The old philosophy said that a business must save time, money and increase productivity to be successful. Today this has changed: people are driven by status. They want to measure their activities and share them. It turns out that the wisdom of friends is more valuable than the wisdom of consumers. Tullman refers to this change in behavior drivers as the gamification and sharification of the web. In this world engagement and connection are the new currencies.

7. Search should be a window, not a mirror
According to Tullman, Google is toast because of low engagement rates. In January of 2012 users spent 405 minutes on Facebook and only three minutes on Google. Despite Google’s ability to measure 57 things in a single search and their incorporation of the Google Knowledge Graph, Google is stuck looking backward. The search engine will ultimately fail because it works as a rear view mirror and not as a sniper scope like Facebook, he warns. “Google thinks because I searched for something in the past, that search is predictive going forward. Facebook has a much easier job: enormous amounts of people are raising their hands and saying, ‘here’s what I like, here’s what I want, here’s what I’m interested in,’” Tullman said. This is why more than 35 percent of all display advertising on the Internet is on Facebook.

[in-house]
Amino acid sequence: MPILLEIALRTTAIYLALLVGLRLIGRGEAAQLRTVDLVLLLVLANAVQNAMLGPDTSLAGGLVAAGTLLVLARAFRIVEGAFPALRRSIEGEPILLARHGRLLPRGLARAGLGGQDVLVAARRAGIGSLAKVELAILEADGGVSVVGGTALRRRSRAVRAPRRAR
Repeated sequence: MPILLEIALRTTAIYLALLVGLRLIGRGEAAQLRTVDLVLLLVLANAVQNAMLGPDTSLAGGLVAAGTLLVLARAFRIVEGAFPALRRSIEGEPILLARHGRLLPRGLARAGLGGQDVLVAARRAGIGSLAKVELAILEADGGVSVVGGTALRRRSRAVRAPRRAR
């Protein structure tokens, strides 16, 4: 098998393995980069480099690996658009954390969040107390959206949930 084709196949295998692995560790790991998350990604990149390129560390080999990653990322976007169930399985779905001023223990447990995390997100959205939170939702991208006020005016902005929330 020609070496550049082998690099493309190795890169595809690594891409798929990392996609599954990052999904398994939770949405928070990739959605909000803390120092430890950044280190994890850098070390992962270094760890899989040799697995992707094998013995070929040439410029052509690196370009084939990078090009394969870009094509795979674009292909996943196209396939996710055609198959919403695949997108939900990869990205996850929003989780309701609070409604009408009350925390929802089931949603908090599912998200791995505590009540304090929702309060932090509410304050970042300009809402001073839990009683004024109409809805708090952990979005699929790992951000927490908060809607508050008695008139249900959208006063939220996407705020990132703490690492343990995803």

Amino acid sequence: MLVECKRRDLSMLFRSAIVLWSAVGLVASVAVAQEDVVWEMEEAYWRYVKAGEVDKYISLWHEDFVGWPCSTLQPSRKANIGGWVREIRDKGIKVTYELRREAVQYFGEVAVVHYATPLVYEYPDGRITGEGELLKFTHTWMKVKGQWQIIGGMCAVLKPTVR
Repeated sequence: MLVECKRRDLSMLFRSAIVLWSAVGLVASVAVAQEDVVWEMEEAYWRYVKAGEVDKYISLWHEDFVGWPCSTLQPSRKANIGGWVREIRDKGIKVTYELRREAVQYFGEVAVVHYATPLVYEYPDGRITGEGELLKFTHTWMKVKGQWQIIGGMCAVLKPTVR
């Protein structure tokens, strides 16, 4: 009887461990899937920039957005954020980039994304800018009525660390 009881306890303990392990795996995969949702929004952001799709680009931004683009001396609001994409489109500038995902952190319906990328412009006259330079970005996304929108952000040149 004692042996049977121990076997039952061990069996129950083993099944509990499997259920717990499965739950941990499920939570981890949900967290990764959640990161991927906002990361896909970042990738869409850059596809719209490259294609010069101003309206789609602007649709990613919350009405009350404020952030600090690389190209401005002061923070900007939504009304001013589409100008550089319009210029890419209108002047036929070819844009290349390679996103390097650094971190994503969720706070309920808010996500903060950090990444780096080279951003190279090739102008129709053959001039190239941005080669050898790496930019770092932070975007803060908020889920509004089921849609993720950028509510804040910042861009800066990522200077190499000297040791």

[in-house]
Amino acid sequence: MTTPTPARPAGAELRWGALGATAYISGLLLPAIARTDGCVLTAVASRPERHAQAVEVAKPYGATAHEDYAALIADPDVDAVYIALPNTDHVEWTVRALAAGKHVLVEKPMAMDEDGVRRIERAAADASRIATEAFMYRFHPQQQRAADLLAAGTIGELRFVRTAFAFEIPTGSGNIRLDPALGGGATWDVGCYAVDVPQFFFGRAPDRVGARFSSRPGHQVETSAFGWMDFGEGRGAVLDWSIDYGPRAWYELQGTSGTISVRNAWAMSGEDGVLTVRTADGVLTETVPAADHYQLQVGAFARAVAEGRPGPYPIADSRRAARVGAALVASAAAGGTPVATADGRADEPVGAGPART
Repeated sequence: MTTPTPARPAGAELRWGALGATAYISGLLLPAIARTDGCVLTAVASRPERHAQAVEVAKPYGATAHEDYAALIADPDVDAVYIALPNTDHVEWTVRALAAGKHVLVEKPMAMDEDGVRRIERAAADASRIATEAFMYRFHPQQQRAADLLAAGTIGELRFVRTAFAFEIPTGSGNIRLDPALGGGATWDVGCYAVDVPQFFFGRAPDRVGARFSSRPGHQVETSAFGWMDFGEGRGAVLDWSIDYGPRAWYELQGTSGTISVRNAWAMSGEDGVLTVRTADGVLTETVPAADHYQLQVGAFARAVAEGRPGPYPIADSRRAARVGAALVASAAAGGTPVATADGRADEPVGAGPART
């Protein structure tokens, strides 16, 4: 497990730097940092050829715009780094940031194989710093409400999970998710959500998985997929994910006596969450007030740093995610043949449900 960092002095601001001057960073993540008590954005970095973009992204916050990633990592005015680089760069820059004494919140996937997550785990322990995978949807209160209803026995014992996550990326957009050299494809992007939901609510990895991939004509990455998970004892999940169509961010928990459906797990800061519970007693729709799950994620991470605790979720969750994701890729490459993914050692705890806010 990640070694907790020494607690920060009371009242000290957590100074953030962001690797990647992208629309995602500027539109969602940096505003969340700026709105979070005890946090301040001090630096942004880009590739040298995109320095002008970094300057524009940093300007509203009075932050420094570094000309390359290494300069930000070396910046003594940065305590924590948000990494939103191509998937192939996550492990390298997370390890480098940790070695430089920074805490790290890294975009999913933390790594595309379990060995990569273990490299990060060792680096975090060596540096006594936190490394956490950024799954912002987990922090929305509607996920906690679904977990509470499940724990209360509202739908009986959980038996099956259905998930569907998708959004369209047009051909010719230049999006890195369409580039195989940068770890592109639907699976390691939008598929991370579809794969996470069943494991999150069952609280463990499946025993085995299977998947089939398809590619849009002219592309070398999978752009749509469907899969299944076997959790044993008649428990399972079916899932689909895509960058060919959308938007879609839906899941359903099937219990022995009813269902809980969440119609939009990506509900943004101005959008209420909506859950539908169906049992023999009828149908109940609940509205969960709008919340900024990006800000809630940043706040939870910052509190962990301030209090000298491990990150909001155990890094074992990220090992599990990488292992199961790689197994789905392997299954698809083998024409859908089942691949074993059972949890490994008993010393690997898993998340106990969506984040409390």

8. Facebook is the master of modern social media
Because of social engineering like “Facebook Connect” users are constantly turning over their information to Facebook. Thanks to the current fascination people have with what their friends are doing, Facebook has built in filters that give them insights that Tullman refers to as “the best crystal ball.” This extra information gives them the ability to be predictive, leading to hyper-personalization. This means they can target specific audiences cost effectively and accurately measure their success. Ventures like Facebook Marketplace allow for the convergence of identity, proximity, interest, commerce and currency, maximizing its precision and connection. And Facebook will continue to grow. “In this winner-take-all technology world, we all gravitate to the winners: the advertising gravitates to the winners and the traffic gravitates to the winners. People make conscious choices to opt for a specific channel because they cannot spread themselves across everything,” Tullman said.